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Ensemble #1: Layoffs, ChatGPT, Research Picks, AI Summit
Why are layoffs happening? What is going on with ChatGPT? In this issue, I cover the most prominent topics in the tech and AI field in January 2023.
Ensemble is a monthly issue from The Overfit, aggregating the most relevant updates in the Data Science & AI industry for the given month, always with some personal takes on “why is this happening?” and “what will happen next?”
Last year, the tech industry had some notable layoffs. Many people thought the layoff waves would stop already, but January came hard with many big layoffs:
Why are layoffs happening? My personal view:
Tough past year: 2022 was the worst year for the U.S. stock market since the 2008 crisis. You can see in the image below a visualization of 2022 market changes. Except for the energy and healthcare sectors, every other industry took a big hit.
Uncertainty: Historically, high inflation + FED increasing interest rates result in recessions, which is why many economists believe one will happen in 2023. With that, companies and investors try to be more conservative, which makes getting funding more challenging (for growth projects — both in a startup and in larger companies), reducing growth expectations for the following year. On top of all that, we have political issues that we cannot predict when they will end, such as the Ukraine-Russia conflict.
Predictions: Given the tough past year, uncertainty, and less accessible funding, companies are compelled to make conservative estimations for 2023 by their shareholders. This requires companies to adjust their headcounts to maintain desired profit-to-cost / profit-to-staff ratios, avoiding a more significant impact in the case of an economic downturn, which finally results in layoffs, hiring freezes, or at least employee growth reduction.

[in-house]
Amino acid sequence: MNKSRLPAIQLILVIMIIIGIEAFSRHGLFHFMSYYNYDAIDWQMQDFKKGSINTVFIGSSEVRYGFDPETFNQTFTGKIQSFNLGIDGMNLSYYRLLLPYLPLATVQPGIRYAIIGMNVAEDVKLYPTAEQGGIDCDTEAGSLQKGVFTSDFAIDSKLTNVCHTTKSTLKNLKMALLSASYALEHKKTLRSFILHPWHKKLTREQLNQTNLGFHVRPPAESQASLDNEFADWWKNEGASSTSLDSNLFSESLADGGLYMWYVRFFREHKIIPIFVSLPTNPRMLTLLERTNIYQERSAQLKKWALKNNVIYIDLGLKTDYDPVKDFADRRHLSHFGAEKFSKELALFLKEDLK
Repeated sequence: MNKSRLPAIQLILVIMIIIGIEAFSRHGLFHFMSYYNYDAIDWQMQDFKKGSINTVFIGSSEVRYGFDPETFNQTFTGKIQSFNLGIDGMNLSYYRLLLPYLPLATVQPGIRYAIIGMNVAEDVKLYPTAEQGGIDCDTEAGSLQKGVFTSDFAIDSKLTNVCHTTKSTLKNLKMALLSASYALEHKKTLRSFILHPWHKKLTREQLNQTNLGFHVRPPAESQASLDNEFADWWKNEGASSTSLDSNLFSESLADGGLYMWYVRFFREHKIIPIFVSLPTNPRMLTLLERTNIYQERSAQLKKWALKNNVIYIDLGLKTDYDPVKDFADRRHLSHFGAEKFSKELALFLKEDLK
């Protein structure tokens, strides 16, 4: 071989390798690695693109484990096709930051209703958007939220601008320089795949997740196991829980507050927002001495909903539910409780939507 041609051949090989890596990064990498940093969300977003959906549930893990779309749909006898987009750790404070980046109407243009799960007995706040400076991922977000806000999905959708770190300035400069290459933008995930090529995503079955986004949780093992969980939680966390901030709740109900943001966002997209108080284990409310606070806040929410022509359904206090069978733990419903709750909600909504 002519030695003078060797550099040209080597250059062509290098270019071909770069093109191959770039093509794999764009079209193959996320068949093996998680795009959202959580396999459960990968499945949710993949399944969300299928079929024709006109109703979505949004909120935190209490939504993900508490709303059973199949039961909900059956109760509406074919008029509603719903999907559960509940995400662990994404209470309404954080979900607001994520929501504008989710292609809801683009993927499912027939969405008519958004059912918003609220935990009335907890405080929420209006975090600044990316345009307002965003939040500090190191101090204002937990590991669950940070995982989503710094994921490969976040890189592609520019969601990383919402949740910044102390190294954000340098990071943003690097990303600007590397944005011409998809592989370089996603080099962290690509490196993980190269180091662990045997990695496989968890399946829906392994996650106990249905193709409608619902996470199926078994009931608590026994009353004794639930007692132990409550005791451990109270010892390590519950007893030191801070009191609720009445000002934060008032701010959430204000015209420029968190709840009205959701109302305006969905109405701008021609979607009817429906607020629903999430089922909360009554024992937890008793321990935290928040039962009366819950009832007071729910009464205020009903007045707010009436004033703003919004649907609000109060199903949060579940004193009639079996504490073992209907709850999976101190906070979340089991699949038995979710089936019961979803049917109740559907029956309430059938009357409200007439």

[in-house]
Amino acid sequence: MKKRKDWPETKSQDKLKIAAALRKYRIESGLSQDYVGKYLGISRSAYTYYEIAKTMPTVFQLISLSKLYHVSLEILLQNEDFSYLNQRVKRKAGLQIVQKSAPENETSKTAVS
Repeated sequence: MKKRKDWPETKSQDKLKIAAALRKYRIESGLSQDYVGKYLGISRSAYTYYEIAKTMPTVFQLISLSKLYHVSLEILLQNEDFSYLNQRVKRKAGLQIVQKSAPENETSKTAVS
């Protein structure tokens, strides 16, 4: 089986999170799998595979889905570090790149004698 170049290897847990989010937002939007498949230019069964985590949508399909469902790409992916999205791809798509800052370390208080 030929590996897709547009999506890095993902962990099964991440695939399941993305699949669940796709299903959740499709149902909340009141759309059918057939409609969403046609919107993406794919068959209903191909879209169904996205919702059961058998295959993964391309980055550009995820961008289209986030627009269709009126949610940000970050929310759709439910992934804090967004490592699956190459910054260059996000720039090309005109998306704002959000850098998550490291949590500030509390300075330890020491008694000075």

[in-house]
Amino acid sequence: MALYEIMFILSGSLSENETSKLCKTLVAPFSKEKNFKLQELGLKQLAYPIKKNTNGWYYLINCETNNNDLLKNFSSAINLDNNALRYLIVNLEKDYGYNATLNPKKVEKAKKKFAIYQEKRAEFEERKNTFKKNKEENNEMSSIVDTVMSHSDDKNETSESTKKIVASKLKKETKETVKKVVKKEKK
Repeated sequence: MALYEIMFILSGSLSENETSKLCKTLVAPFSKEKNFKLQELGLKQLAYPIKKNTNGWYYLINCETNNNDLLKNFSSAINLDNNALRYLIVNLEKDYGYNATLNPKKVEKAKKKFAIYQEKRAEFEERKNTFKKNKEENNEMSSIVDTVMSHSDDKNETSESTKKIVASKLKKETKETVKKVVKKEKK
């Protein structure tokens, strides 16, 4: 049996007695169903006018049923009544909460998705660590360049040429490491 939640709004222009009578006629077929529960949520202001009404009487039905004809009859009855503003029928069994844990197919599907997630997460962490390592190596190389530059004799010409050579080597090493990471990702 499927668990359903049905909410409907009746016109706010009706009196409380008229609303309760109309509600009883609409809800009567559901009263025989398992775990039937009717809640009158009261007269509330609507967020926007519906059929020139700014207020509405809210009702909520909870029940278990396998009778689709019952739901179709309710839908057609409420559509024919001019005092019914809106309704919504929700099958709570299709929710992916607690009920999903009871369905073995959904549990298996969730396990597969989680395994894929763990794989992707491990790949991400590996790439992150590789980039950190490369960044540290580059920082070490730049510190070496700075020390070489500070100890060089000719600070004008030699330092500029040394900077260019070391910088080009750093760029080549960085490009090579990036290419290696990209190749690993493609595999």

Herd mentality: Last but not least, professor Jeffrey Pfeffer attributes the recent layoffs as a “social contagion” (source). As companies see others doing it, they feel compelled to follow. In my view, it combines this “mentality” with everything mentioned above, as the “uncertainty” for the next year has some logic and emotion behind it — behavioral economics in action.
Why Microsoft is considered odd: Microsoft is one company that surprised many with its layoff. The company is currently at an all-time profit high, and its revenue distribution is better than other big tech companies (such as Meta, with 97% of revenue coming from ads), with products such as Azure (31.3%), Office (23.7%), Windows (13.8%), etc.
Priority Hypothesis: In the layoff e-mail, Satya Nadella (Microsoft CEO) said they would “continue to hire in key strategic areas.” This indicates that they might shift priorities during 2023, shutting down some initiatives that will no longer require employees while focusing on others.
Overestimation Hypothesis: Let’s look at employee growth at Microsoft: 9.92% in 2019, 13.19% in 2020, 11.04% in 2021, and 22.1% in 2022 (note the spike). Whereas, in gross profit growth, Microsoft had: 16.89% in 2019, 19.52% in 2020, and 17.06% in 2021. This indicates that they expected more growth during 2022 and decided to make more conservative estimates for the next year, given the market uncertainty and potential business priority changes, as mentioned before.